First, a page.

Is the bungalow dream at an end?
What a difference half a century makes. In the years after the Second World War, bungalows were being built by the thousands to house people whose homes had been destroyed in the Blitz.
From being a quick-fix, post-war way to put a roof over people’s heads, the bungalow now seems to be on the property blacklist.
That these homes fulfil a vital function, especially for the elderly, is beyond dispute. And while the number of bungalows being built is diminishing, our ageing population is on the rise. In 2012, the number of people in the UK aged over 80 was three million; by 2037 that figure will have doubled to 6.1 million.
Time, you would think, for the Government to be announcing a programme of mass bungalowbuilding. Instead, the opposite is happening. “There have been virtually no bungalows built in new housing schemes here for more than 20 years,” says Michael Dukes, agency partner at Greenslade Taylor Hunt, which covers Somerset, Devon and Dorset. “It’s unlikely this will change unless there are strong landscape or townscape reasons to do so.”
Far from using land to build single-floor residences with gardens, developers are more interested in erecting lucrative three- or four-floor houses, and blocks of flats.
“We have people constantly asking for bungalows,” says estate agent Paul Preen of Lang Town and Country, in the Plymouth suburbs.
“In my area, there is planning approval for around 8,000 properties, none of which, I think, will be bungalows.”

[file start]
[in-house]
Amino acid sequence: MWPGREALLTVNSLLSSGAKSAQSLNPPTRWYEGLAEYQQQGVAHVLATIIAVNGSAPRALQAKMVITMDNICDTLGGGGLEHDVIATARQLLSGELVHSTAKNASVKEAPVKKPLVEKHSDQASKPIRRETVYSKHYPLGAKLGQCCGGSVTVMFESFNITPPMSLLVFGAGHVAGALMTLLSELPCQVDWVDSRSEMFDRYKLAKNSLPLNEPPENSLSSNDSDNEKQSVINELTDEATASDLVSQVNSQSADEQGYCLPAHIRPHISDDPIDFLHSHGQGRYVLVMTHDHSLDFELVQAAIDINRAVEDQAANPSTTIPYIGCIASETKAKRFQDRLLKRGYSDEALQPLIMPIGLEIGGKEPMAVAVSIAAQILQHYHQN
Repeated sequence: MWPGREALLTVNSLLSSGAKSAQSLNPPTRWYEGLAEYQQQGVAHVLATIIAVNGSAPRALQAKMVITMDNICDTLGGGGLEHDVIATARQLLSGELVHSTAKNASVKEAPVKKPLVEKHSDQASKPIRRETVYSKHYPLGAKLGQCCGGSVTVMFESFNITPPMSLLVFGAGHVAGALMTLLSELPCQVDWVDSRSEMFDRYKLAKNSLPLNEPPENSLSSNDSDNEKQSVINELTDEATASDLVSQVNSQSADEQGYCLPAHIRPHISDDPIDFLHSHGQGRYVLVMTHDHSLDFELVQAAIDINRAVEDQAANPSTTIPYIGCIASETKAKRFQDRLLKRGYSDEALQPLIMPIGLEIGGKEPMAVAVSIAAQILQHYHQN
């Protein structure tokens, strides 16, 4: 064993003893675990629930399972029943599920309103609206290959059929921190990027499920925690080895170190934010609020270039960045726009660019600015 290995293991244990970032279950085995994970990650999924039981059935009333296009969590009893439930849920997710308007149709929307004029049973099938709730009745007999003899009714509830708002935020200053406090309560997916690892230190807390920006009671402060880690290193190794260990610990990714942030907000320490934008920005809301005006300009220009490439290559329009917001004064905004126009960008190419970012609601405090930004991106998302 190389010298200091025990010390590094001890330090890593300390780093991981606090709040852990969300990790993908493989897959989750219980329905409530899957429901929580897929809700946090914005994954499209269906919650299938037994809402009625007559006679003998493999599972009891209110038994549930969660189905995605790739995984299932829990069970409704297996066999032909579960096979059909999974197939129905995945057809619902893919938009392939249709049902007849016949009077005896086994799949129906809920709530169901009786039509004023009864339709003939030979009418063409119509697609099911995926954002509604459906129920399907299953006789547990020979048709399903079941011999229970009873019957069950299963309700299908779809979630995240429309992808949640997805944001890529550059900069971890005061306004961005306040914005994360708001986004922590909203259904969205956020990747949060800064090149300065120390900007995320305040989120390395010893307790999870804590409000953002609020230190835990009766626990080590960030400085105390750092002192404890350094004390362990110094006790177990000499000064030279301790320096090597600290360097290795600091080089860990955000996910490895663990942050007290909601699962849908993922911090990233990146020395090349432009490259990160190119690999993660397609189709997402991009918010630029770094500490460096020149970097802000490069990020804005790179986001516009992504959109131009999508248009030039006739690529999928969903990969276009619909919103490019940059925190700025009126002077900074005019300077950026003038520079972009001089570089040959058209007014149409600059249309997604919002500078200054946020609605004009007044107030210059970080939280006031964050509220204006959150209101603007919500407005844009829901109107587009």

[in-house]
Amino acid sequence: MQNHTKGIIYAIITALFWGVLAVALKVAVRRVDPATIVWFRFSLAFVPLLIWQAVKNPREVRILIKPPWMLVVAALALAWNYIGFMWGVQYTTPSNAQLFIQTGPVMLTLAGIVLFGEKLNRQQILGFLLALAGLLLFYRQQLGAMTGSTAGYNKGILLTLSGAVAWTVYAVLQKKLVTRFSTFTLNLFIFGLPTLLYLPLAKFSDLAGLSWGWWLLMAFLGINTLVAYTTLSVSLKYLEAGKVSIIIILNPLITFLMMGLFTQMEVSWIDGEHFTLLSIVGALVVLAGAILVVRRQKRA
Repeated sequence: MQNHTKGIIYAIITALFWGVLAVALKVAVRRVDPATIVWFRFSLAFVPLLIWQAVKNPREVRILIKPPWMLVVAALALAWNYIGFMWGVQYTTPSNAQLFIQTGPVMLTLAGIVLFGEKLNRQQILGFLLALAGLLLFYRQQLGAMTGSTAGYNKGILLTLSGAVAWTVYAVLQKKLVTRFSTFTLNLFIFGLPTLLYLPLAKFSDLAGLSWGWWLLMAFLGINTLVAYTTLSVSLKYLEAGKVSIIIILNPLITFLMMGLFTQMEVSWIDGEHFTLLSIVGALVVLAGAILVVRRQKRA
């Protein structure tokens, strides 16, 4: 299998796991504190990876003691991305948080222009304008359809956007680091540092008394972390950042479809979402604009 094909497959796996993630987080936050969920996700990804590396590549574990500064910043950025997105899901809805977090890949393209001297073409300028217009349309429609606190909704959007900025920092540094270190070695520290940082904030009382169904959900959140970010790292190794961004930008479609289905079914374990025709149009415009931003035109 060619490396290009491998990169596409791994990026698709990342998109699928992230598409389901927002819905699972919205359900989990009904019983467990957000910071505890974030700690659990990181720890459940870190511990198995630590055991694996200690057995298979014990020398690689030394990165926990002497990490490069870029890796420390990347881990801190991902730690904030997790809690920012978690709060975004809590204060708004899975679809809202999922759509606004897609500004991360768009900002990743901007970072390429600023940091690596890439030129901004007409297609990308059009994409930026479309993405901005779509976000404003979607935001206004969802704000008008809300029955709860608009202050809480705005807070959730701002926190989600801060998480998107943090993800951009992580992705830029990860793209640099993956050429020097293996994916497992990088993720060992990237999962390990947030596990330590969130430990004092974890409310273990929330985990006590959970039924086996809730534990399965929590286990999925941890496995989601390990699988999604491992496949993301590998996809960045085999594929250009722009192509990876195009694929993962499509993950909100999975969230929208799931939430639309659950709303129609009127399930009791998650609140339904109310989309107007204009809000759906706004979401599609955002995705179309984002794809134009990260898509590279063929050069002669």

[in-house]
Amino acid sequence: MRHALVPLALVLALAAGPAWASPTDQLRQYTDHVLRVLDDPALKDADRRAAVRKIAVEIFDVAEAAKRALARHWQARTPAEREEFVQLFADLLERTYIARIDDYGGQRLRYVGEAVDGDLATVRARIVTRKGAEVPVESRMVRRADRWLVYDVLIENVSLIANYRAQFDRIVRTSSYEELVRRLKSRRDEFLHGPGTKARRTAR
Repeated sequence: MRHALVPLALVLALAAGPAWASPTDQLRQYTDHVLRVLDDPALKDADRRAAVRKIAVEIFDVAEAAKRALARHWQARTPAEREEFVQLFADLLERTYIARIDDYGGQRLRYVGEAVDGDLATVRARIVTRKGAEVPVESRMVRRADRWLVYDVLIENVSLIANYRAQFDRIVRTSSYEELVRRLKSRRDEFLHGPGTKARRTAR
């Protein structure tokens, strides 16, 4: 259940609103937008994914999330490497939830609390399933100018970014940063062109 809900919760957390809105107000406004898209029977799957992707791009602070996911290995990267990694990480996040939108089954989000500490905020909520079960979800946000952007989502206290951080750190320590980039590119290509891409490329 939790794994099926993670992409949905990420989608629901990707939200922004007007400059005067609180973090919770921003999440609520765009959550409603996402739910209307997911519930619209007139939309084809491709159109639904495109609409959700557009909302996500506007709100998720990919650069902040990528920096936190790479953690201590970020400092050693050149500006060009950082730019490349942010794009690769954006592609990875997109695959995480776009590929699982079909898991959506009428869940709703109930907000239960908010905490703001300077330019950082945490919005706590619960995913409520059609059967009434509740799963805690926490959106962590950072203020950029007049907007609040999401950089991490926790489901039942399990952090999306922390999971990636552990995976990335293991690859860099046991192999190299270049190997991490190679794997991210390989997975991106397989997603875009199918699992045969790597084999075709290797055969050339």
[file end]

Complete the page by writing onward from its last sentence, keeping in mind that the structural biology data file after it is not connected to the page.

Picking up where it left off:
At the other end of the country, the same story applies. “We have one or two bungalows on the books, but they are in relatively short supply,” says Will Tod of Hayward Tod estate agents in Cumbria. “New-house builders are under pressure to make money and make land viable, so they see no value in wasting the land on a bungalow when they can put two or three smaller houses on the plot, or indeed one large house,” he says.
As for bungalows nearer the capital, these come at roughly twice the price of those in more outlying areas.
“I can only think of a couple of bungalows built in Weybridge over the past 10 years or so,” says Steven Woodroffe, a partner at Martin Flashman estate agents. “And they were probably only built due to planning restrictions, otherwise the builder would have built a house.”
The word “bungalow” first entered the English language 320 years ago and referred to a single-floor house, built in the Bengal style. Tanya Bedford from Marchand Petit believes that the bungalow should be cherished. “No need to sound the A modernised, three-bedroom bungalow in New Forest National Park
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Grounded: The Pavilion (yet to be built) for sale with Strutt & Parker (01865 366660) main; interior of Millsford Lodge, above